Designed by Harley Earl, the Series 62 convertible coupe was the only open-bodied Cadillac in 1947 and was one of the company's most popular post-war models.
The Series 62 convertible coupe featured a sleek, notchback style, characterizing the racy-look of the 1947 line-up. New features included stainless stone shields, door skins that were flush with the rocker panels, individual window moldings and front and rear window ventipanes.
Standard equipment on the Series 62 convertible coupe included automatic window lifts, bullet-shaped front and rear fenders and script Cadillac insignia. Optional items included fog lights, white sidewall discs, safety spotlight and fender mounted antenna. All 1947 Cadillacs were powered by the 150 horsepower, 346 cubic-inch V-8 power plant.
The Dream of Post War America In practical terms, the 1947 Cadillac's were a continuation of the post war 1946's, which themselves dated back to the trend setting pre-war 1941's. However, Cadillac was so far ahead that the 1947's were stil [Read More...]
Sold for $51,700 at 2007 RM Auctions. The 1947 Cadillac Series 62 Club Coupe, also known as the Sedanette, first appeared in 1941 and sold as a 1942 model. Many other marques and divisions copied this beautiful design with its jet aged inspired swooping rear end. This fastback style wa [Read More...] By Daniel Vaughan | May 2009
This 1947 Cadillac Series 62 Convertible is powered by a 346 cubic-inch flathead V8 engine which did four years of tank duty in World War II. Production in 1947 was 6,245 units at a starting price of $2,902. [Read More...]
Sold for $49,500 at 2010 RM Auctions. Cadillac resumed civilian automobile production in October of 1945. The cars of the post-War era benefited from the company's considerable wartime experience, which included the production of some 12,0000 M-5 light tanks and motorized gun carriers. T [Read More...] By Daniel Vaughan | Apr 2010
Designed by legendary General Motors design chief Harley Earl, the Series 62 sedan was one of the company's most popular post-war models. [Read More...]
All domestic automobile production ceased during World War II as manufacturing plants converted to building wartime tanks, aircraft and other much needed military goods. As hostilities came to a close in 1945, auto assembly lines resumed building car [Read More...] By Daniel Vaughan | Dec 2011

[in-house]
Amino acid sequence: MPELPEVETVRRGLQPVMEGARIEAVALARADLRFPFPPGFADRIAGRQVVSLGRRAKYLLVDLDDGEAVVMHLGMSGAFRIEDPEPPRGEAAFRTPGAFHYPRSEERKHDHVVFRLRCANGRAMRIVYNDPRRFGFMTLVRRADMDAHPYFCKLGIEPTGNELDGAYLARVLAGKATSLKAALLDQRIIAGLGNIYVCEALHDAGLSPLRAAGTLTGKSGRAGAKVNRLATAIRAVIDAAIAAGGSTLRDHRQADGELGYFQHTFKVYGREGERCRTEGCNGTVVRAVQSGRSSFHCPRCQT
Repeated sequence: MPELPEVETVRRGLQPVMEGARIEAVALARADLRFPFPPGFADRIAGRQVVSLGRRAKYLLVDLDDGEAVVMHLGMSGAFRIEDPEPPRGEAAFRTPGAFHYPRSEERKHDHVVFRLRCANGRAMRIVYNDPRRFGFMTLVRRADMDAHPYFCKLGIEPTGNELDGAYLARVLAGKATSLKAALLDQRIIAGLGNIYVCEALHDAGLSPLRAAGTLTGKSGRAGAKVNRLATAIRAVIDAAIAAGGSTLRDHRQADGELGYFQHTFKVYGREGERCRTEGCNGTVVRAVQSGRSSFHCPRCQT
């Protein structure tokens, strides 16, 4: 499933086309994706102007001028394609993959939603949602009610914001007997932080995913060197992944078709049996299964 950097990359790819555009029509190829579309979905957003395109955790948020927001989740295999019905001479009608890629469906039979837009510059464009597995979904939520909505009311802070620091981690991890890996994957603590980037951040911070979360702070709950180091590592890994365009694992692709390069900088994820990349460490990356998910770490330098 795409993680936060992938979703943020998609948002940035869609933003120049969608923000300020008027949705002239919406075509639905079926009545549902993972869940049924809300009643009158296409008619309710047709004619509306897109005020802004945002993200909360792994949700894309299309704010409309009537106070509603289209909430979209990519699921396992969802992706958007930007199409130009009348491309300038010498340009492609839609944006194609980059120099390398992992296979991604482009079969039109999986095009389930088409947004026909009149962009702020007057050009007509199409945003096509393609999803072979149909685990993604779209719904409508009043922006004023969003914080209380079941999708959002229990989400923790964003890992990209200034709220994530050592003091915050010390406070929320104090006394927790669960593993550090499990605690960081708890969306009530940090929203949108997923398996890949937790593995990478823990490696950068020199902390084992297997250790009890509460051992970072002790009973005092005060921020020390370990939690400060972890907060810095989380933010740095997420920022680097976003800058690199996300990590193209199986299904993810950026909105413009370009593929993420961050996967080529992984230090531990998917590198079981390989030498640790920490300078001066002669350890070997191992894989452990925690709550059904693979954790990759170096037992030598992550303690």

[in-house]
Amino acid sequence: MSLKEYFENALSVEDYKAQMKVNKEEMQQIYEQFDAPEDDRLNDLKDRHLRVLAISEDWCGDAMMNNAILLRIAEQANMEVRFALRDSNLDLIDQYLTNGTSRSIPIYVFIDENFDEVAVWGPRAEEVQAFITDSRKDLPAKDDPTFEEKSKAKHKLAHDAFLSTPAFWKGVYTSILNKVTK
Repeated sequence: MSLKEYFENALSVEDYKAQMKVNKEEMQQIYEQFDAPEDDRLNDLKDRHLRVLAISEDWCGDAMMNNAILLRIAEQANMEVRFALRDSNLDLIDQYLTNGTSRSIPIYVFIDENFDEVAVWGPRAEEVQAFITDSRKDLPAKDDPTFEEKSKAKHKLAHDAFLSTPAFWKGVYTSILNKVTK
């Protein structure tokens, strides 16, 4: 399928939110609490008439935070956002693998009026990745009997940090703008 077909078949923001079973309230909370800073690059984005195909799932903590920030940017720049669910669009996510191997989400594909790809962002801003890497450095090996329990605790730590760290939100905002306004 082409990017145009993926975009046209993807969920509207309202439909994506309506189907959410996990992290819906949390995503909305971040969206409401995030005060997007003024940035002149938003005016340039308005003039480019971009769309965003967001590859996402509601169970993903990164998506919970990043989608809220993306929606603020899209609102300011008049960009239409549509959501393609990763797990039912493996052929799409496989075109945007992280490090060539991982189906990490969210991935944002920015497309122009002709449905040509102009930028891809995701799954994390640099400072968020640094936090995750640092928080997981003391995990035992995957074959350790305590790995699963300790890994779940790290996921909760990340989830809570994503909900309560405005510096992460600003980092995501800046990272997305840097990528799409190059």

The Cadillac series 62 was introduced in 1940 to replace the mid-size Series 70. It rode on a 129-inch wheelbase chassis and was powered by a 346 cubic-inch flat head V8 engine which did four years of tank duty in World War II. Production in 1947 was [Read More...]
Designed by legendary General Motors design chief Harley Earl, the Series 62 coupe was one of the company's most popular post-war models. [Read More...]
Convertible Coupe Designer: Harley Earl Engine Num: 6403877
Sold for $63,250 at 2013 RM Auctions. The current owners of this Cadillac acquired it in 1987, sometime after the restored car earned its National First Place honors from the Antique Automobile Club of America. It is finished in Antoinette Blue paint and is well-equipped with full 'sombr [Read More...]
Sold for $96,250 at 2014 RM Auctions. This Cadillac Series 62 Convertible is from the Malcolm Pray collection. It has received a body-off restoration which was completed in the late 1980s. In 1989, with owner Doug Ronning, it won a First Place in the Primary division at the Pennsylvania [Read More...] By Daniel Vaughan | Apr 2014
Sold for $110,000 at 2014 RM Auctions. Cadillac produced 6,755 Convertible cars in 1947 and helped the company's total sales of 61,926 surpass Packard, making them the best-selling American luxury car of that year. [Read More...] By Daniel Vaughan | Apr 2014
Sold for $52,250 at 2015 RM Auctions. This Convertible was delivered new through the Capital Cadillac Company of Washington D.C. It came equipped with the optional Hydra-Matic transmission, AM radio with aerial, automatic under-dash heater, and fog lights. Currently, it is powered by a 1 [Read More...] By Daniel Vaughan | Oct 2015
The Harley Earl designed Cadillac Series 62 was a very large vehicle that featured a large, 6,390 cc (390 cubic inch) V-8 engine. The back had large fins that did little for performance and handling but was all about the style of the vehicle. The design of the vehicle was inspired by the space program and the era of jet engines. The large, 4400 lb car was fitted with drum brakes. These often wore out quickly. If a U-turn needed to be made, the driver would need a parking lot. The turning radius was 24 feet.
The name 'DeVille' would first be used in 1949 on the Coupe De Ville, and later on the 1956 Sedan deVille. The 1942, 1946 and 1947 versions were similar; they were completely different from the 1941 bodystyles.
The car was a luxury vehicle that could carry six individuals comfortably. The car was a convertible with the top being raised and lowered automatically. The interior had electrical gauges. The head lights would turn on at dusk and were also capable of switching from high beam to low beam when they sensed oncoming traffic. In total, there were eight lights on the front of the vehicle. The four on the top were the driving lights while the lights mounted on the bumper were the parking lamps. To add to the driving comfort, air suspension was used. This aided in providing a very soft ride but there was significant body roll when cornering. With the V8, it was capable of creeping to sixty in 11 seconds. This reinforced the notion that this Cadillac was built for comfort and not for speed. The drivers enjoyed the ride and they looked good cruising along, enjoying the large open road. By Daniel Vaughan | Jan 2008
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